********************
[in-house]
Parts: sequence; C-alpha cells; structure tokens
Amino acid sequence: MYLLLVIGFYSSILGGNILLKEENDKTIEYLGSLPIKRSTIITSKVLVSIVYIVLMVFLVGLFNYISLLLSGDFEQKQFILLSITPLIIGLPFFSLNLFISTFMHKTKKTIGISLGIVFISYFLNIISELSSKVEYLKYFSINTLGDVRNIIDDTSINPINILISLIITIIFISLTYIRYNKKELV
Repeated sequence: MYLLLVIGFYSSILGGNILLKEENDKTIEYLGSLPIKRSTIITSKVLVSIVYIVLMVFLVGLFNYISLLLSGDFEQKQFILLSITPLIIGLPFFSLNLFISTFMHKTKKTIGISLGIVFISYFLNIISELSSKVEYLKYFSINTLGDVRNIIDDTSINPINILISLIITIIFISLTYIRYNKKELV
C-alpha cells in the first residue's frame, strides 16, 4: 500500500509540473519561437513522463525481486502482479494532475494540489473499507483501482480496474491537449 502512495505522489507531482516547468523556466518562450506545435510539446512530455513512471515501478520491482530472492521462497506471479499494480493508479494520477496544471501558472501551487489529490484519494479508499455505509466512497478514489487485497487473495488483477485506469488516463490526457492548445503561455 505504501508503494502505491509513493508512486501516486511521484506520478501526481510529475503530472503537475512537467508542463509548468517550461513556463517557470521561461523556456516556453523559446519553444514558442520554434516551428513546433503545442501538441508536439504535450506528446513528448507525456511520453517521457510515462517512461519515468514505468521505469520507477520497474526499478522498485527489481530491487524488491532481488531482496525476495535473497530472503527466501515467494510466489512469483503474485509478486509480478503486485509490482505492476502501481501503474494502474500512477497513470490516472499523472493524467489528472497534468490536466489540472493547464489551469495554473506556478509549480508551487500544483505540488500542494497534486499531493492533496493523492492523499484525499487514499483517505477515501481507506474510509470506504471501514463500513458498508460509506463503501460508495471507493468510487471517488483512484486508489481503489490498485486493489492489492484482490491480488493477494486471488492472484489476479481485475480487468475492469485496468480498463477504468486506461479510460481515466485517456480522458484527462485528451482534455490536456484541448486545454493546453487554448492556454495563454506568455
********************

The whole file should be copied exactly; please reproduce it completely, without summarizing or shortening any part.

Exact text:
[in-house]
Parts: sequence; C-alpha cells; structure tokens
Amino acid sequence: MYLLLVIGFYSSILGGNILLKEENDKTIEYLGSLPIKRSTIITSKVLVSIVYIVLMVFLVGLFNYISLLLSGDFEQKQFILLSITPLIIGLPFFSLNLFISTFMHKTKKTIGISLGIVFISYFLNIISELSSKVEYLKYFSINTLGDVRNIIDDTSINPINILISLIITIIFISLTYIRYNKKELV
Repeated sequence: MYLLLVIGFYSSILGGNILLKEENDKTIEYLGSLPIKRSTIITSKVLVSIVYIVLMVFLVGLFNYISLLLSGDFEQKQFILLSITPLIIGLPFFSLNLFISTFMHKTKKTIGISLGIVFISYFLNIISELSSKVEYLKYFSINTLGDVRNIIDDTSINPINILISLIITIIFISLTYIRYNKKELV
C-alpha cells in the first residue's frame, strides 16, 4: 500500500509540473519561437513522463525481486502482479494532475494540489473499507483501482480496474491537449 502512495505522489507531482516547468523556466518562450506545435510539446512530455513512471515501478520491482530472492521462497506471479499494480493508479494520477496544471501558472501551487489529490484519494479508499455505509466512497478514489487485497487473495488483477485506469488516463490526457492548445503561455 505504501508503494502505491509513493508512486501516486511521484506520478501526481510529475503530472503537475512537467508542463509548468517550461513556463517557470521561461523556456516556453523559446519553444514558442520554434516551428513546433503545442501538441508536439504535450506528446513528448507525456511520453517521457510515462517512461519515468514505468521505469520507477520497474526499478522498485527489481530491487524488491532481488531482496525476495535473497530472503527466501515467494510466489512469483503474485509478486509480478503486485509490482505492476502501481501503474494502474500512477497513470490516472499523472493524467489528472497534468490536466489540472493547464489551469495554473506556478509549480508551487500544483505540488500542494497534486499531493492533496493523492492523499484525499487514499483517505477515501481507506474510509470506504471501514463500513458498508460509506463503501460508495471507493468510487471517488483512484486508489481503489490498485486493489492489492484482490491480488493477494486471488492472484489476479481485475480487468475492469485496468480498463477504468486506461479510460481515466485517456480522458484527462485528451482534455490536456484541448486545454493546453487554448492556454495563454506568455